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This Briefing Note (BN) introduces the concept of mental workload and its relationship to flight operations and safety. It will be useful for designers as well as for operational personnel.
Cockpit design has evolved dramatically over the past 30 years. Increasing automation on the flight deck has added an important systems management function to stick-and-rudder flying. As a result, the mental workload of aircrews and air traffic controllers has received increased attention. Workload is an important focus because errors can be induced if mental task demands exceed the capabilities of the human operators. In turn, the consequences of these errors might be critical and detrimental to safety. To respond to the increased automation, the mental demands imposed by a human-machine interface must be considered as well as the physical taskload it creates. Therefore, a psychophysiological approach (called “psychophysiological engineering”) to the evaluation of human-machine interaction has been developed with a particular emphasis on the mental workload of pilots (Cabon and Mollard, 2002).
2.1 General definition
Workload might simply be defined as the demand placed on the human operator. This definition, however, is overly limiting because it only includes the requirements generated by external sources (e.g. task difficulty). In order to address workload completely, it is also necessary to consider demands generated internally that compete for an operator’s resources. Therefore, an appropriate human factors definition of workload is:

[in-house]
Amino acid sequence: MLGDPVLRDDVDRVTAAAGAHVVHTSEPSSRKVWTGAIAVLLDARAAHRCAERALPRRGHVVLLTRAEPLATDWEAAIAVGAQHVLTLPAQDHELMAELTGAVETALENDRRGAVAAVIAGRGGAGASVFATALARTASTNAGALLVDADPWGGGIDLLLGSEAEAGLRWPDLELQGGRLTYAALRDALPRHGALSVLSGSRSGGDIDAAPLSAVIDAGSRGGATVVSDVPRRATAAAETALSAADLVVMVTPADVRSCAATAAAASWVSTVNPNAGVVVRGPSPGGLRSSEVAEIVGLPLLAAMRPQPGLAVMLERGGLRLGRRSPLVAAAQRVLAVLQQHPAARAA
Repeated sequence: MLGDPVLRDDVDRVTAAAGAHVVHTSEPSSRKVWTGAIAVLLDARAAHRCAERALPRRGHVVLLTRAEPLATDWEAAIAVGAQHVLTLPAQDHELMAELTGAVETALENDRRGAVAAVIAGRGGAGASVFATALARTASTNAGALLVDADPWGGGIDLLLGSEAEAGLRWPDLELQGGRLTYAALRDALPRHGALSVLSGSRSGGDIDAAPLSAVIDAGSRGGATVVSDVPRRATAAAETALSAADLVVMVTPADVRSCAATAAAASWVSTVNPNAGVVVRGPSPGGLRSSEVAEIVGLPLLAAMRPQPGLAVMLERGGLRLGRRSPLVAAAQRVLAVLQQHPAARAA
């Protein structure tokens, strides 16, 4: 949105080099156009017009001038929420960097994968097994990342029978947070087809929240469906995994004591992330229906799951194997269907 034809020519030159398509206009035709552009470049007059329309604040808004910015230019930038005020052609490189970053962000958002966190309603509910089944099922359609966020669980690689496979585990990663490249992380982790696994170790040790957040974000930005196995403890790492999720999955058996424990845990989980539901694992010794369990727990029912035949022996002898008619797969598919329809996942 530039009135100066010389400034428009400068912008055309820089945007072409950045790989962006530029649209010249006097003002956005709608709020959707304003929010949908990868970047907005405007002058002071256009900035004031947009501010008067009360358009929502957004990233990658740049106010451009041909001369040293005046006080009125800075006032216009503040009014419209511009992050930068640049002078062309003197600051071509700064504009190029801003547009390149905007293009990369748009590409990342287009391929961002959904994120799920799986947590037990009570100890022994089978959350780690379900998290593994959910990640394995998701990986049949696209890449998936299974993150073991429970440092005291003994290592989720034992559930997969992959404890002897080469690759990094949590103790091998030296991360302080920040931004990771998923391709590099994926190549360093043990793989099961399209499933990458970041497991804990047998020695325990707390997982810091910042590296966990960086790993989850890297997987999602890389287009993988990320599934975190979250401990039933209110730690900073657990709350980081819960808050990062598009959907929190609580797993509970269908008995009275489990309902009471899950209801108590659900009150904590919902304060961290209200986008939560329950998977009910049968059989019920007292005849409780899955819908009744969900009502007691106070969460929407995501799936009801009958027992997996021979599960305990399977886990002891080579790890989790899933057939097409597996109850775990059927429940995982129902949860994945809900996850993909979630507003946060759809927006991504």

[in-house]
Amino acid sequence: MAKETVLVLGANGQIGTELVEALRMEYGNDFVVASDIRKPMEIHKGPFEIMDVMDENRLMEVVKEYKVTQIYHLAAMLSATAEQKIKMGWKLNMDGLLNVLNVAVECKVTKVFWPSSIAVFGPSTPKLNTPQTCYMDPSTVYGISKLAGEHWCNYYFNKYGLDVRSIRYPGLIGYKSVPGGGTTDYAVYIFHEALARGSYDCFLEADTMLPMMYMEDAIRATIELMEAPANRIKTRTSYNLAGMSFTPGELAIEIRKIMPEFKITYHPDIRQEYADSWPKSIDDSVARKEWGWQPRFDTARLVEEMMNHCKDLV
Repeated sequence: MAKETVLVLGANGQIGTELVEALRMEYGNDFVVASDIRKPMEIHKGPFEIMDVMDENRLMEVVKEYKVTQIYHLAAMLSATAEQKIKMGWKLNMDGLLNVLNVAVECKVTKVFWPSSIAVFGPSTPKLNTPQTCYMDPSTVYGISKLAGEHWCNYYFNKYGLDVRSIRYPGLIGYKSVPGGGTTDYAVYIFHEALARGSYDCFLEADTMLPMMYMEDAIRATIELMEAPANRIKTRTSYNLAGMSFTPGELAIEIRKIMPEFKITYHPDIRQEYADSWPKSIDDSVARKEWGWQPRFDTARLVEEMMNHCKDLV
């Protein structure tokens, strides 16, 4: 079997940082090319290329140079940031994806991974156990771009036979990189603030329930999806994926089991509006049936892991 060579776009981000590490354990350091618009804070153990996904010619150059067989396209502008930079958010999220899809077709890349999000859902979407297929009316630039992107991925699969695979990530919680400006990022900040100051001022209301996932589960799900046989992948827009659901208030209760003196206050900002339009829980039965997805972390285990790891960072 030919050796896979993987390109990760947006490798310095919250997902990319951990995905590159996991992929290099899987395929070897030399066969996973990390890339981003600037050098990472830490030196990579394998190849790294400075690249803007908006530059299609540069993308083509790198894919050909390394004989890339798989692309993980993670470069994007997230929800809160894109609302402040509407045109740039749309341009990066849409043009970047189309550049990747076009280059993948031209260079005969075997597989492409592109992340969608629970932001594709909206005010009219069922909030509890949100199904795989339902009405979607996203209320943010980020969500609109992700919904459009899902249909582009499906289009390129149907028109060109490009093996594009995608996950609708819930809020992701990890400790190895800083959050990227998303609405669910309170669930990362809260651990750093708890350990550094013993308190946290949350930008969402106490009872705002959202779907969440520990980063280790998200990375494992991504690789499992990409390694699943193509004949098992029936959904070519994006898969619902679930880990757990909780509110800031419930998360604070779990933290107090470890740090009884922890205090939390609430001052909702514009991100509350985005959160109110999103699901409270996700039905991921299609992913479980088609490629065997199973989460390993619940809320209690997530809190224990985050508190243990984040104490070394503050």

Workload is the demand placed on an operator’s mental resources used for attention, perception, reasonable decision-making and action.
Because human resources are limited, the level needed for a specific task can exceed the amount available. Under these circumstances, workload can also be defined as the ratio of the resources required by the task to the amount of available resources. Inherent in this definition is the notion of resource differences among operators since each person will have a differing amount and nature of resources to apply to a task. Because of these differences, a given task will not produce the same workload level for all operators. Rather, workload depends on the operator’s experience with the task, training and relevant skill levels. A task can even produce different workload for the same operator at a different time depending on his or her state when the task must be performed. Therefore, workload is an individual experience, and workload measurement methods must take into account human variability.
2.2 Task Load, Performance and Workload
Figure 1 presents the theoretical relationship among task demand, performance and effort. This model incorporates six regions of task demand that increase from left to right in the figure. In region D (Deactivation), even though the task demand is small, performance is poor because the operator’s condition is affected. For example, the operator in region D might be fatigued or distracted and therefore incapable of coping with even a minimal task demand.
In region A2, performance is optimal, and the operator can easily cope with the task requirements and reach an adequate level of performance. In regions A1 and A3, performance remains high but the operator has to exert more effort to achieve the desired performance level and maintain stability. In region B, demand starts to exceed capacity, and the operator’s performance declines. When task demand reaches the level of region C, performance is at its lowest level and the operator is overloaded. If performance is to be restored, task demand must be reduced or the operator must shed other, unrelated tasks so that additional effort can be devoted to the primary task.